The first thing you need to do is check the perimeter of your yard for any gaps in the fence. One easy solution is to dig down six inches below ground and affix narrow gauge wire fencing material to your existing fence. You can hold the fencing in place below ground by burying bricks, rocks or pavers. This will make it more difficult for your dog to tunnel under, and have the added benefit or making it harder for rodents or snakes to get into your yard. You may also want to padlock your gate. A strong dog may try to push open the gate, and some gates with loose latches can even be blown open by the wind. Keeping your fence in good repair is important. If the dog can find a loose or weak slat to chew through, he will.
Safety Inside The Yard
Your beautiful back yard with the trees, flowers, grass and vegetable garden may seem like paradise to you, and your dog will certainly enjoy romping around back there, but there are safety considerations as well, and you will want to make sure your tender plants are protected from your dog.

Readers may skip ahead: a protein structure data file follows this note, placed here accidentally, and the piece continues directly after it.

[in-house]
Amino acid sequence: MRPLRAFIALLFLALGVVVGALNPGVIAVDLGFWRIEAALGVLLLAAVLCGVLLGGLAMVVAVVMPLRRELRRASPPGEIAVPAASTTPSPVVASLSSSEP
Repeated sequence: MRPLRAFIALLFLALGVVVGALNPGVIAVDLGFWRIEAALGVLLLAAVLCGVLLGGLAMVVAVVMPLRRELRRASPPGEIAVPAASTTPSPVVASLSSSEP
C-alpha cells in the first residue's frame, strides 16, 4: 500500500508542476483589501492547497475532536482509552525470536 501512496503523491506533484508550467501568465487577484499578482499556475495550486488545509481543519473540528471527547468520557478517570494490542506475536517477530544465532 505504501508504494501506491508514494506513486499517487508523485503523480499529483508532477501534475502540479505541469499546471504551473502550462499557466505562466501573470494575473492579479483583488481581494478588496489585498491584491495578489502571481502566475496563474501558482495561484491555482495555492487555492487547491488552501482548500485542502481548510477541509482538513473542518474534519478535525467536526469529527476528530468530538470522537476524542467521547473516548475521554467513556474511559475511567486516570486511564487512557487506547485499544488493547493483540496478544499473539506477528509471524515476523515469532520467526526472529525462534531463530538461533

Again, dogs love to dig. Some breeds, in fact, simplyhave to dig. For them, it is part of the joy of being alive. They don't care if what they are digging up is a prized flower garden, or the spinach crop you have been carefully tending since early spring. And a dog doesn't at all mind taking a short cut through the flower beds—trampling them as he goes. You may want to consider fencing off areas of your yard to protect your plants. This is particularly the case with frisky young pups. As your dog grows you will be able to train him to stay out the flower or vegetable garden, but to a puppy, it all looks like a playground.